Wai on the mind
He mihi kau ana ki te hunga e noho puhuru mai na i waenganui i o ratou whanau, no reira tena ra koutou katoa!
Wai/freshwater is pivotal to our lives. We rely on it to live, while often not thinking about the effects that our consumption has on our water sources and wider environment.
But it doesn’t mean that we should shy away from having conversations about where, how and what we need to do to ensure our tamariki and rangatahi have the same access and quality of water that we have today.
Many different people are involved with ensuring we are provided with good levels of water quality and quantity, but it’s important to think about the role we play in this process, ensuring this resource remains available for us and for our future generations.
Water quality a Committee priority
Water quality is a key focus for the Banks Peninsula Water Zone Committee (BPWZC) and we work closely with councils and other organisations to help ensure Banks Peninsula has a safe and secure drinking water resource. Sharing data, research and other information with the community is an important part of this.
We also look closely at how we can support rural landowners to understand and follow rules around stock exclusion and riparian planting, and work with councils to support farmers with this.
Knowing what our community thinks of these topics allows us to carry out our roles more effectively and take you with us on the journey, so we’d love to hear what you think – send us an email.
Working Group identifies hot topics
Our Committee has a dedicated Water Quantity Working Group, that identifies hot topics in the water quality/quantity space, then brings them back to the Committee for discussion.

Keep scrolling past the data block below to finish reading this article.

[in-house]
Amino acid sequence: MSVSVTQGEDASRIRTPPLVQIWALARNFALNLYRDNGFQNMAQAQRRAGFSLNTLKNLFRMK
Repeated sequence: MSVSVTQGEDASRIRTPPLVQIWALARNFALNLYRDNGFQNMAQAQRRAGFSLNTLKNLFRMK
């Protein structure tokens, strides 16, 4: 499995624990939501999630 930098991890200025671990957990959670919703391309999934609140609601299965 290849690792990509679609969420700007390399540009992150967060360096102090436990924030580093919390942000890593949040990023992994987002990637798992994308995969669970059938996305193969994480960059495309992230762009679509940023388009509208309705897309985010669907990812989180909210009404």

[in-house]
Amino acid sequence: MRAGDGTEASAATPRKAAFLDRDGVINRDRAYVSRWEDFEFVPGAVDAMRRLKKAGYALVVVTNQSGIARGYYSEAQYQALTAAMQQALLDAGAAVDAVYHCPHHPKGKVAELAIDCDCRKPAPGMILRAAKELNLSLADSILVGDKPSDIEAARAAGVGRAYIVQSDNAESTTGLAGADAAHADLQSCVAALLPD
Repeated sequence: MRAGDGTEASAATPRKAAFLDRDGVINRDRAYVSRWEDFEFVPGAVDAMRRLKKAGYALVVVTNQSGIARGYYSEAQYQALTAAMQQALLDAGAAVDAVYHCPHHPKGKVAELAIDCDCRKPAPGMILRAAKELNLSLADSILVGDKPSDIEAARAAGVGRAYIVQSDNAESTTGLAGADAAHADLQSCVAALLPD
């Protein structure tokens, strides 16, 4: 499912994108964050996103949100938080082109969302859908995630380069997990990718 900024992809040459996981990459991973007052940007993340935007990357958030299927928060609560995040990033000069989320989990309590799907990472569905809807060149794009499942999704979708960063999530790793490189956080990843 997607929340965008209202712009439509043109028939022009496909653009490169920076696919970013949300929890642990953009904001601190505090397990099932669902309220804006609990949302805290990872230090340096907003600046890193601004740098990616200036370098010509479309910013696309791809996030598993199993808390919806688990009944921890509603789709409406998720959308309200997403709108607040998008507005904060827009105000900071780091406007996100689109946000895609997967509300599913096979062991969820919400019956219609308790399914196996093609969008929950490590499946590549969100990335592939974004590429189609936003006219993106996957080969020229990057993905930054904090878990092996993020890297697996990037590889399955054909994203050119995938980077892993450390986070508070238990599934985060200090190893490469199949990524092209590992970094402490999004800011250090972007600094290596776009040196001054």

Recently, the Working Group has been looking at methods to estimate household and stock water use, how much is too much and challenges for sensitive catchments.
The Group is also in discussions with experts in the water quantity field and is working through ways that we can help our community understand how we can make sure our access to clean, quality drinking water for our people and animals is sustainable.
Water use during drier months
Banks Peninsula can see some pretty big rain events, but we are also subject to dry, hot summers – so balancing our use and conservation is important year-round.
These fluctuations in temperature and water levels means we need to be thinking about ways to reduce impacts on local waterways, while preserving water where we can, to use during those drier months.
Rain gardens can be a wonderful source of sustainable water filtration. They are engineered gardens that are designed to use vegetation and soil features to filter and treat stormwater naturally.
They can be used to reduce the effects of stormwater volumes, peak flows and contaminant loads on waterways. Christchurch City Council has some good information about them.
Collecting and using rainwater on your property can also help to reduce environmental impacts during heavy rain events, while providing you with a water top-up during summer.
The Committee welcomes feedback from the community about current issues or good news stories you know of, in the freshwater space.
Our monthly meetings are also public, and all are welcome. See when and where the next one is.